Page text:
NCM develops anti-trafficking ministry in Africa

Holly Beech, Out of Africa
Sunday, February 1, 2015
Almost one-fifth of the world's human trafficking victims live in Africa, according to the Global Slavery Index. Poverty, war and discrimination put many Africans at risk, and more than 6 million men, women and children are exploited through forced labor and sex trafficking. 
In May, Nazarene Compassionate Ministries-Africa brought on Stephen Phillips as the office's first ever anti-human trafficking and gender-based violence coordinator.

"I really believe it is something that we need," Africa Regional Director Filimao Chambo said. "(Modern slavery) happens in many ways that people don't really understand to be human trafficking."


A group meets in Johannesburg for an anti-trafficking workshop.

In the nine months since he started, Phillips has built partnerships with anti-trafficking organizations and has spearheaded trainings across Africa for church leaders, at-risk women and vulnerable youth.

"Growing up, I've always been really strong into advocacy and speaking up for the rights of others," said Phillips, a 25-year-old from Johannesburg who recently earned a bachelor's degree in law.
Phillips' focus throughout his first year has been on researching the problem and developing a strategy for NCM's ministry. The year 2015 will be more hands-on.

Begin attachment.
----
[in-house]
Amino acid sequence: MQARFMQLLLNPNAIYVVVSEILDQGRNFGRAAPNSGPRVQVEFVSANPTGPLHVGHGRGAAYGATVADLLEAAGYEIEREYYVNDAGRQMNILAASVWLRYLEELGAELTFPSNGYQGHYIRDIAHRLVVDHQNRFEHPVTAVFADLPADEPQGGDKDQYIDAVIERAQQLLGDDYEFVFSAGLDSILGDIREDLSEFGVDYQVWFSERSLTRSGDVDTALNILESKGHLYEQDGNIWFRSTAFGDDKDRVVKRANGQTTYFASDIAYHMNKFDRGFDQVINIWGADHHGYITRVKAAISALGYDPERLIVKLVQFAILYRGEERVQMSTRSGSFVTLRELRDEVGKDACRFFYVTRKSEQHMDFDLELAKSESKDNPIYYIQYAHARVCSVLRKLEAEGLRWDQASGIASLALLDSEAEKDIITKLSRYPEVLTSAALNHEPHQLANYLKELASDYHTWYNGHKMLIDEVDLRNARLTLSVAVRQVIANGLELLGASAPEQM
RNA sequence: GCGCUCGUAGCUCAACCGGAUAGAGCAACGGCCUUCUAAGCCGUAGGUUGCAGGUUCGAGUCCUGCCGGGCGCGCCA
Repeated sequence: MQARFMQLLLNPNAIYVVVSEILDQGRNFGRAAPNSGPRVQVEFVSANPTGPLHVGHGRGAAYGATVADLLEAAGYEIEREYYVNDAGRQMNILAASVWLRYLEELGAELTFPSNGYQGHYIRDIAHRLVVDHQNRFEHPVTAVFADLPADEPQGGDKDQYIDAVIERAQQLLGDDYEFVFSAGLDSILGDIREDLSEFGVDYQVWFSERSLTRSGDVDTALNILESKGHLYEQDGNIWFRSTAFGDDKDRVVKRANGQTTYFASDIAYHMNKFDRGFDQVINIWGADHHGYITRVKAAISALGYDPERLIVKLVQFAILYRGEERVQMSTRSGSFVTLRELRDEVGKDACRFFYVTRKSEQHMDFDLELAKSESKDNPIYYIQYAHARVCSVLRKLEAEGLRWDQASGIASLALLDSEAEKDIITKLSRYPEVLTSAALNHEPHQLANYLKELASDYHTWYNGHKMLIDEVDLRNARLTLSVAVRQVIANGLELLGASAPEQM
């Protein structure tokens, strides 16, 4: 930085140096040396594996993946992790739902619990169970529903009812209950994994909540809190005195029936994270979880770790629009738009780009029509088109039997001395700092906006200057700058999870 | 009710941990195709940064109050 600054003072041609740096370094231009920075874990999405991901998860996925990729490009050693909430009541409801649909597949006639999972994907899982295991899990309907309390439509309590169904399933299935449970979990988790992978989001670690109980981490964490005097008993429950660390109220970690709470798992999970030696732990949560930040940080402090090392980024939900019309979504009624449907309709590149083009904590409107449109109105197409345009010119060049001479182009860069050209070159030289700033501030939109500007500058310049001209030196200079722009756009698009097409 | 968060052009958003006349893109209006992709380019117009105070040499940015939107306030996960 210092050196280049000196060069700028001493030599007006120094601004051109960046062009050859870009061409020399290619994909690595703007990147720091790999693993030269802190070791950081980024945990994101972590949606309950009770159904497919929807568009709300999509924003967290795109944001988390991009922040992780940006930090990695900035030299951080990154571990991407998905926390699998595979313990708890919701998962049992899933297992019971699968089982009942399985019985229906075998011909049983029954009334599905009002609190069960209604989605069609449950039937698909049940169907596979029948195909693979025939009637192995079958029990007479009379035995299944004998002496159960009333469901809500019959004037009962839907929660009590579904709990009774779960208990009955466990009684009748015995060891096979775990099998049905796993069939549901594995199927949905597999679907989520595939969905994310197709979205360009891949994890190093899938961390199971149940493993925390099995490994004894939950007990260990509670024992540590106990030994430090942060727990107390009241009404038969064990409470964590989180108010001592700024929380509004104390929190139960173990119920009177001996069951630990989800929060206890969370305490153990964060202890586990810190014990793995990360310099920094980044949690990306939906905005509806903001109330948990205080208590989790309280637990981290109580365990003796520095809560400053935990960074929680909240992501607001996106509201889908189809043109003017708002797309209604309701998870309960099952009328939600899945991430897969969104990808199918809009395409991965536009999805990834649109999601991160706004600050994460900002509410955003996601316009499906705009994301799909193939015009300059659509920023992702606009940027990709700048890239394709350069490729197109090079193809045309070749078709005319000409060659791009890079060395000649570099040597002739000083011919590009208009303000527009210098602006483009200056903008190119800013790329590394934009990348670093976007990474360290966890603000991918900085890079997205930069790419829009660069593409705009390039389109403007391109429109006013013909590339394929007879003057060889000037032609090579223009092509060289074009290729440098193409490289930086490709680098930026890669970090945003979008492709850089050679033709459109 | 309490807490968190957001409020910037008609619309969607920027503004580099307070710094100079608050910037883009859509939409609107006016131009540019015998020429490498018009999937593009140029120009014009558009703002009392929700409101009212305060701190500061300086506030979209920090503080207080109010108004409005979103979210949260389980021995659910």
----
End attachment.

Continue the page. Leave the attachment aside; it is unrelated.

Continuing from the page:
"This year we hope to do more practical things to help," NCM Africa Regional Coordinator Cosmas Mutowa said. "How can we really assist in a tangible way these people who are victims?"
NCM is preparing to turn an office in Johannesburg into a counseling and support center for trafficking victims, Mutowa said. There's no open date set, as NCM first needs to staff the center with trained personnel.
The Church's anti-trafficking and gender-based violence ministry reaches across the continent.

In the Democratic Republic of the Congo, some of the children at NCM's child development centers are former child soldiers, Mutowa said. The centers counsel and support the boys and try to help them find their families.

In South Africa and Swaziland, Phillips has helped coordinate anti-trafficking trainings for pastors, women and law enforcement. In Ghana, a local church hopes to start social justice clubs for youth. In Kenya, NCM teaches sustainable farming to at-risk women. 

Phillips unites NCM's efforts with local partners, such as the National Freedom Network in South Africa and the International Justice Mission in Kenya.

Lasting partnerships are the most effective way to help churches and communities, he said. "So even when I leave, they'll continue to follow up with our local church."

Though NCM has not formerly engaged in the ministry of human trafficking in the past, Dr. Chambo said it's an important ministry. He hopes more churches began to catch the vision and create local anti-trafficking initiatives.


Sustainable agriculture is a key pillar in the fight against gender-based violence in communities. Women are seen here at a Nazarene Compassionate Ministries farming project in Kenya. The site is also working toward opening a counseling center for victims of gender-based violence. (Photos courtesy Stephen Phillips, NCM)